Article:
St Helena Online

Tag: Jacobs Ladder

The day a tortoise turned turtle for the King of England

Flags flapped along the seafront as King George VI stepped ashore on St Helena… a small island, somewhere off the coast of France.

Quite a long way off, actually – and the same goes for the rest of the text that accompanies newly released archive footage of the royal visit.

One is left wondering whether it is possible to libel a tortoise.

Undiplomatic blunder: film notes put St Helena in France
Undiplomatic blunder: film notes put St Helena in France

The five-minute British Pathé news film, now made public on the YouTube website, shows the King and Queen stepping ashore at the wharf on 29 April 1947.

They were accompanied by the princesses Elizabeth and Margaret.

The royal party are seen looking round Napoleon’s badly dilapidated home at Longwood, and then admiring Jonathan the tortoise on the governor’s lawn.

The King even crouches down to try to feed him a banana, which the old boy appears to treat with some disdain.

There is also brief footage of two unnamed young Saints showing the traditional technique for sliding down Jacob’s Ladder, at an impressive speed.

The film is silent – it would have been shown in cinemas with a scripted voice-over, and music – so viewers must rely on the accompanying text to learn what is going on in the pictures.

But the text isn’t too reliable. For one thing, it says the men are sliding down St Jacob’s Ladder.

And the location of the film is given as “St Helena, France”: a bit of a slip, given that the Queen was later to summon the French Ambassador to explain why his government had allowed Longwood House to fall into severe neglect.

But the greatest indignity is suffered by old Jonathan, who even in 1947 was considered impressively ancient.

The notes refer to “several shots of the royal family observing a giant turtle.”

Turtles are indeed found in the waters around St Helena, but they’re not often seen eating bananas on the governor’s lawn, a thousand feet or so above sea level.

Eventually the royal party make their way back to the landing steps, with several straw bonnets and pith helmets in evidence in the large crowd.

The royal party stopped at the island on their way back from South Africa, on their first overseas visit after the Second World War – as noted by future governor David Smallman in Quincentenary, his history of the island.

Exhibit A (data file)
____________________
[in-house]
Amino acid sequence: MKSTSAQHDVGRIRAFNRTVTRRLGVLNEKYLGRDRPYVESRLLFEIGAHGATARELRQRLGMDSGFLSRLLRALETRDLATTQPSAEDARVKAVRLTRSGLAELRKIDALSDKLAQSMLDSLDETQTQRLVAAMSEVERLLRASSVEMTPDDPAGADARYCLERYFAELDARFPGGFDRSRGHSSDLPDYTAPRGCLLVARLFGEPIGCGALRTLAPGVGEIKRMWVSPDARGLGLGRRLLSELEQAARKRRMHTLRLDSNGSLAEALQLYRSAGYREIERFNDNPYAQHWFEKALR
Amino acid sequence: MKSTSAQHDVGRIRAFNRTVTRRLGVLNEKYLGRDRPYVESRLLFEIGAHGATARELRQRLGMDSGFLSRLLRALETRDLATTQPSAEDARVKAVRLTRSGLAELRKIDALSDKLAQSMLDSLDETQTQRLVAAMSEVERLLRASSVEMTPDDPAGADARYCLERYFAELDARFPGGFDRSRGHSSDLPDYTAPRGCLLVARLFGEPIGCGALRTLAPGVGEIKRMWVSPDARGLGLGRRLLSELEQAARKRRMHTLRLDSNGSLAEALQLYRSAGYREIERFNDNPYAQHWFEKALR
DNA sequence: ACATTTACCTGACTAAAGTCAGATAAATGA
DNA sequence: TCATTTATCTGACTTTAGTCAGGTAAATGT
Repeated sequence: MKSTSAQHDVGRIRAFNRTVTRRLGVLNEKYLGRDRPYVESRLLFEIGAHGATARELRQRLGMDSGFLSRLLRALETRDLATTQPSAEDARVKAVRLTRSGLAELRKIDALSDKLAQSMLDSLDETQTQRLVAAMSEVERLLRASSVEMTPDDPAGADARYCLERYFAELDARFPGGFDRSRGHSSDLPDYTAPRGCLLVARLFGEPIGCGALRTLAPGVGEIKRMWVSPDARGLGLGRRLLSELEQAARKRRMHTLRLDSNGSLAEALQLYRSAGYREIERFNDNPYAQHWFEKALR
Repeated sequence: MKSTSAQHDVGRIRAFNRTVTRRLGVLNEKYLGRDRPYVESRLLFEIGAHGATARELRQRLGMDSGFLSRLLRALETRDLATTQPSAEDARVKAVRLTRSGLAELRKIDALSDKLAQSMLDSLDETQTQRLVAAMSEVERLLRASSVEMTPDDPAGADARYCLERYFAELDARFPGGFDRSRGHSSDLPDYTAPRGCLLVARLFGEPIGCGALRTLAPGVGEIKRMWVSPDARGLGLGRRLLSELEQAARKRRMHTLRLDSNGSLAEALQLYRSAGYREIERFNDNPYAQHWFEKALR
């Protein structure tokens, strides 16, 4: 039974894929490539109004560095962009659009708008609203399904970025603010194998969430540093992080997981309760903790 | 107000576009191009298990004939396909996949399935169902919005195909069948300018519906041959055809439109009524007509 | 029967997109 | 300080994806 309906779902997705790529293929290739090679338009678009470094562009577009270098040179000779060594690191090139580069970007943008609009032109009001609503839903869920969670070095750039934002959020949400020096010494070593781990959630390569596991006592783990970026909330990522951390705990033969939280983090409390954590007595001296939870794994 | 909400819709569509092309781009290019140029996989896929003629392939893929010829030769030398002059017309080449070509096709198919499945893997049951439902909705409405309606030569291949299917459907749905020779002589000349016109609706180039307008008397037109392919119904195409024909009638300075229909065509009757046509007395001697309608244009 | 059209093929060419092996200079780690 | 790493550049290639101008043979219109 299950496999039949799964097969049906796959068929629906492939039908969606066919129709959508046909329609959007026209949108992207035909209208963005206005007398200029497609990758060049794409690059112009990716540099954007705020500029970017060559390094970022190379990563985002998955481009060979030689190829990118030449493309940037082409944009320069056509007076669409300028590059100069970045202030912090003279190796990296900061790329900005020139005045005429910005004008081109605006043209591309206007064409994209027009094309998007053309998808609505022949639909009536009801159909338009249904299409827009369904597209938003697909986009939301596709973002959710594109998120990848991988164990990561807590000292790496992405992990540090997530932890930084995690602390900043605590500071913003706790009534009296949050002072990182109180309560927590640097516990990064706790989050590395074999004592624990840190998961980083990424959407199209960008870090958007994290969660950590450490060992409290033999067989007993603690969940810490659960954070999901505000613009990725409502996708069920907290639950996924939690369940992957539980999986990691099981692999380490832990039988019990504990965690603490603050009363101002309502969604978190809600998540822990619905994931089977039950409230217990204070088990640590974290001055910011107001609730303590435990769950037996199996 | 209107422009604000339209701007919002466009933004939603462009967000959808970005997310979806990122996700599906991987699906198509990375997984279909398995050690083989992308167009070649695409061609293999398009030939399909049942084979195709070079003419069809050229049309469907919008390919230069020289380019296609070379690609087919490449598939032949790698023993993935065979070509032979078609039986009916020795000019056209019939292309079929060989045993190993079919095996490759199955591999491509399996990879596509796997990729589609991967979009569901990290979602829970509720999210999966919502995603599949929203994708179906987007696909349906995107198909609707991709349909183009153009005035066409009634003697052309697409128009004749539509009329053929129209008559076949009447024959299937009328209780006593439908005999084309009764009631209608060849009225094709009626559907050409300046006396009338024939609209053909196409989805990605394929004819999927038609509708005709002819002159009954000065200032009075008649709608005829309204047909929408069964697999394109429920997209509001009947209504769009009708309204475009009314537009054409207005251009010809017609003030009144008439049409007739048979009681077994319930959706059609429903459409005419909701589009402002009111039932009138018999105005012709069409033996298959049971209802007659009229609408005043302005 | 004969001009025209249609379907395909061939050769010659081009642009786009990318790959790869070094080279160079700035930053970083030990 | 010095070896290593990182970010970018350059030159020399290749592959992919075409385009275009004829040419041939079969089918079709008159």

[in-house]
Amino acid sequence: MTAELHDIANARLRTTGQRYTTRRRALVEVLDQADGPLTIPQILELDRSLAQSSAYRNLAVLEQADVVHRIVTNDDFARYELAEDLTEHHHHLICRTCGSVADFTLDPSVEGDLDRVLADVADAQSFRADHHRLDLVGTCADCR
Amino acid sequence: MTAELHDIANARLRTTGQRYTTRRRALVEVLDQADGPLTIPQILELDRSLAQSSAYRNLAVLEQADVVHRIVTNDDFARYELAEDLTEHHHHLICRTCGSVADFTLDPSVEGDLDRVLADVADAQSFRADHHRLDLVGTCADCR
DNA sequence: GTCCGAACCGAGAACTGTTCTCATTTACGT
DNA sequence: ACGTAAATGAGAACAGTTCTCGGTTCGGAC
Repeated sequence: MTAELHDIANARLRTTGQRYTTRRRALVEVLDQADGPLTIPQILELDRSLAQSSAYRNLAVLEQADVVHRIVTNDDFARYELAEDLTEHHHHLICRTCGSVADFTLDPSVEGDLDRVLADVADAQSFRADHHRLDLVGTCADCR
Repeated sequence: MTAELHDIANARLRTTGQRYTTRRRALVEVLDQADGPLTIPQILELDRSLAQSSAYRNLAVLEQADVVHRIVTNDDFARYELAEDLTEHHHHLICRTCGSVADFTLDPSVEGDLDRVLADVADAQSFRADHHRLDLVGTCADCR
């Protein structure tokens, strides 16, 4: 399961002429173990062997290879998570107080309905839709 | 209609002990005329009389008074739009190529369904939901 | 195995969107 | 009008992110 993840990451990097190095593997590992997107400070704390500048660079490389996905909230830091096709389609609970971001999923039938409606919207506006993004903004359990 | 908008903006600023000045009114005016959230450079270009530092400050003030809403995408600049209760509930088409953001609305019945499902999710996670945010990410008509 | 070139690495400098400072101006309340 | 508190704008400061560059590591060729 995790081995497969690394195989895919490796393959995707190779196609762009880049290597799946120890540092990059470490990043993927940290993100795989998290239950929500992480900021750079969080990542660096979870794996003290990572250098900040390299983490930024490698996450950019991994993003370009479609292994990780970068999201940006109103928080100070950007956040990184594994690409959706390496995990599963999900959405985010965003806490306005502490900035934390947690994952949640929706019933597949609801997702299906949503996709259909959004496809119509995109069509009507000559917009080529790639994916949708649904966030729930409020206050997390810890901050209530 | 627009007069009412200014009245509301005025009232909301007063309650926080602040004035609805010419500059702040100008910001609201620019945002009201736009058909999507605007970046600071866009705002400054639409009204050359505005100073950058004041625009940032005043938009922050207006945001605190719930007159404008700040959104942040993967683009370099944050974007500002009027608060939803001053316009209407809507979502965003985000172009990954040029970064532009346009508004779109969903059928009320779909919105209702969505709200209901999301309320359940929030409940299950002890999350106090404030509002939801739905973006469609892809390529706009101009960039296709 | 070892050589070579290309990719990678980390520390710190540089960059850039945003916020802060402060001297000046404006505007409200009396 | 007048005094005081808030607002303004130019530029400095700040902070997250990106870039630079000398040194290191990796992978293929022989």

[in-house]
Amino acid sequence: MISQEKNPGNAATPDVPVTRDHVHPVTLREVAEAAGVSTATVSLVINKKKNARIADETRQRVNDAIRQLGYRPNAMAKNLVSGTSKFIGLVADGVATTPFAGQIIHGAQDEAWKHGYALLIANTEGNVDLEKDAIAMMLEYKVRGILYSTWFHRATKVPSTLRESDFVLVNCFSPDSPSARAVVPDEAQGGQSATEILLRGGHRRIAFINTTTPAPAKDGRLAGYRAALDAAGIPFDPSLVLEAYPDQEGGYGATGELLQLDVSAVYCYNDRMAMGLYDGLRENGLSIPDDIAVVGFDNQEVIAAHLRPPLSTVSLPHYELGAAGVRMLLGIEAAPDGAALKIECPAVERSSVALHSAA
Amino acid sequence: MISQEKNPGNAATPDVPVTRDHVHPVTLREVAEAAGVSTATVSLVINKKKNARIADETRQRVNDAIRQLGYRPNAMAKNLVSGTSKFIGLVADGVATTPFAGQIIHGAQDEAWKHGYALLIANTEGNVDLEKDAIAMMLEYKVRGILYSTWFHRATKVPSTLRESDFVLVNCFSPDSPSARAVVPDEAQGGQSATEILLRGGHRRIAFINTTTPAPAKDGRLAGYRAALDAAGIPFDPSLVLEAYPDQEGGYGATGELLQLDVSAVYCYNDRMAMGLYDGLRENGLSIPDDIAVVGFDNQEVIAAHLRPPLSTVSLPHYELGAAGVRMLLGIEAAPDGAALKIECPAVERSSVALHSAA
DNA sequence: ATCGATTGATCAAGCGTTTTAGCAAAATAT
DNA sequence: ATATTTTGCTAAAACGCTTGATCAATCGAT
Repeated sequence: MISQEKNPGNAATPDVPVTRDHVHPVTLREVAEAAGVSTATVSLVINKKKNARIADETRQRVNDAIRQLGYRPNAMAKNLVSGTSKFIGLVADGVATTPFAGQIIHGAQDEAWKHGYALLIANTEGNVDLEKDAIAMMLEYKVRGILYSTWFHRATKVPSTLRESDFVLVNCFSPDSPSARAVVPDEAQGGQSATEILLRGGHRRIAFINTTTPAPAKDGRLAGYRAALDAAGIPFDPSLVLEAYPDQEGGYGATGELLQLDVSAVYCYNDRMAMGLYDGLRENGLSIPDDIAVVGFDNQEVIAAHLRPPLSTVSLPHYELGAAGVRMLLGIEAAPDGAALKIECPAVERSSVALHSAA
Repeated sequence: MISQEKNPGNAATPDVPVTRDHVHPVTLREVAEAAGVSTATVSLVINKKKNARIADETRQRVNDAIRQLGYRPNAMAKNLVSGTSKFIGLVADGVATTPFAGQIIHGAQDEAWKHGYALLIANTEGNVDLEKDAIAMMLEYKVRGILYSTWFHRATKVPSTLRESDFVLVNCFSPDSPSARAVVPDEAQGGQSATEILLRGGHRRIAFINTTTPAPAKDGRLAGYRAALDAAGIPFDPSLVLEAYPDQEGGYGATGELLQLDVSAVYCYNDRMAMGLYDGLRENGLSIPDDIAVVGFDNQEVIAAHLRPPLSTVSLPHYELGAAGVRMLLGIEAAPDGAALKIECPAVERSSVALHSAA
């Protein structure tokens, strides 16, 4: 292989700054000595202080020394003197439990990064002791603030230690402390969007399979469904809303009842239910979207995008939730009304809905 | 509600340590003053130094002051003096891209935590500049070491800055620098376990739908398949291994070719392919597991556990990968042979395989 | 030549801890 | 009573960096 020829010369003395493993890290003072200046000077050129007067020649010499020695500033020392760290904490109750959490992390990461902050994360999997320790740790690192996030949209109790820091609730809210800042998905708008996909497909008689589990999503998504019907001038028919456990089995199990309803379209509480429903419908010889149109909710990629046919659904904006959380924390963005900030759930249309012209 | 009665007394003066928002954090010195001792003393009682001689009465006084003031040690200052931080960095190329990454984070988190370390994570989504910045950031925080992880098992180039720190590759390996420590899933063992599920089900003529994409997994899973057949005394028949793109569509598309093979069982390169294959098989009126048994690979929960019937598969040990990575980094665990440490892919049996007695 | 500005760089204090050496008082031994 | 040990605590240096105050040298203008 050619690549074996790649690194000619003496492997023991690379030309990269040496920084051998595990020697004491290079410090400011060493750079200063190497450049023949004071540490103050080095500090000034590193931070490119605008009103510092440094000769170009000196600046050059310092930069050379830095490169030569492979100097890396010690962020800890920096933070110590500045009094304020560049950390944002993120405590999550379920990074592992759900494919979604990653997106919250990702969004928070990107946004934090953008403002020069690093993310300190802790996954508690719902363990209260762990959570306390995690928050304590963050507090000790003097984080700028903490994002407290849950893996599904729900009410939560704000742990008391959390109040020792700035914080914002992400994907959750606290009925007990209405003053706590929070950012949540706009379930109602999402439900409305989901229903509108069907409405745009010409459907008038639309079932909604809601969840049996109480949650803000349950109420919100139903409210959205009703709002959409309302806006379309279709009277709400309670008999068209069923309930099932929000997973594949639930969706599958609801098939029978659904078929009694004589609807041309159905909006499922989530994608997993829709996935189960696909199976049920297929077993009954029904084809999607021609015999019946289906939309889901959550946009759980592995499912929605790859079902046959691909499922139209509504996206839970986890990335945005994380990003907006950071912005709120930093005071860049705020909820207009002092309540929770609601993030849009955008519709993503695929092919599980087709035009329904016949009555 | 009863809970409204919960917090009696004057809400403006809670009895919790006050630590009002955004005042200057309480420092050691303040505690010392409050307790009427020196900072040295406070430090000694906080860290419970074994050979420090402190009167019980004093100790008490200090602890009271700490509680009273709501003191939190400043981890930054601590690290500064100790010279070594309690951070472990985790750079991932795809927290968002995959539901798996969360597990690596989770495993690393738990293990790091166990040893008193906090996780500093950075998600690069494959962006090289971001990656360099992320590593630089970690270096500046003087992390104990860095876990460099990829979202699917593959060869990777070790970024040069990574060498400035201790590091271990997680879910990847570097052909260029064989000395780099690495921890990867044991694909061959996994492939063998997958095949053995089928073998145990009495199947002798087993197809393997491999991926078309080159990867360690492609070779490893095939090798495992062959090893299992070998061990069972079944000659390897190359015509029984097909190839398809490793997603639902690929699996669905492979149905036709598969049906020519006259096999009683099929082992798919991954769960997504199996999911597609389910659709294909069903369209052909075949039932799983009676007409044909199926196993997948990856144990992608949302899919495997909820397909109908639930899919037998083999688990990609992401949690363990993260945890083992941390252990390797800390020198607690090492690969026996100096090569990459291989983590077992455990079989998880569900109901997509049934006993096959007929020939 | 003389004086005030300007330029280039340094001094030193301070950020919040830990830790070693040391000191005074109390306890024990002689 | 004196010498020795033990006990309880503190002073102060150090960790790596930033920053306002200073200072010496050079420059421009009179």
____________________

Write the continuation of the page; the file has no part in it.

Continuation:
He says that the present Queen Elizabeth clearly remembered her first experience of arum lilies growing in the wild. She had celebrated her 21st birthday a week earlier.

As the royal party prepared to leave the island, His Majesty told the crowd: “This is the first occasion on a which a reigning Sovereign has ever set foot on St Helena.

“I wish to tell you how much the Queen and I, and our daughters, have enjoyed our brief visit.

“We wish you all prosperity in the future.”

Mr Smallman also notes that the Queen’s remonstrations led to the posting of a French official to care for the Napoleonic properties on St Helena.

The online notes record that the film ends with “more daytime shots of the royal party looking around from the deck” of HMS Vanguard.

Hmmm – nice beaches. That looks a bit like Ascension…

The text accompanying footage on YouTube
The text accompanying footage on YouTube

Click here to watch the British Pathé news film

Royalty on St Helena – in David Smallman’s book, Quincentenary
Reflections on a Journey to St Helena – pictures of the royal visit

Who ‘disarmed’ the Boer War bomb in the tower?

In his column in the St Helena Independent, Julian Cairns-Wicks recalled the saga of the unexploded bomb that was discovered in the old round tower on Ladder Hill. But what happened to it? Here’s the down-to-earth answer, as told to the Friends of St Helena by former governor ANDREW GURR.  

The unexploded bomb – now there’s a good story.

We learned about it as the RMS St Helena was a day out of Ascension, and I was also told there was a bomb expert on Ascension who could put it right. So after a lot of haggling, we turned the ship round and we went back to Ascension.

We then had haggling with goodness knows how many people in the UK as to whether this lady could get on the ship, and at midnight, after we had been negotiating all evening, she got on board and we took her back to St Helena.

And the story has a wonderful end, because she said it was an air-burst cluster bomb from the Boer War and she couldn’t dismantle it because she didn’t know how to, but she suggested we roped off the area and didn’t go near it, and sooner or later somebody might come.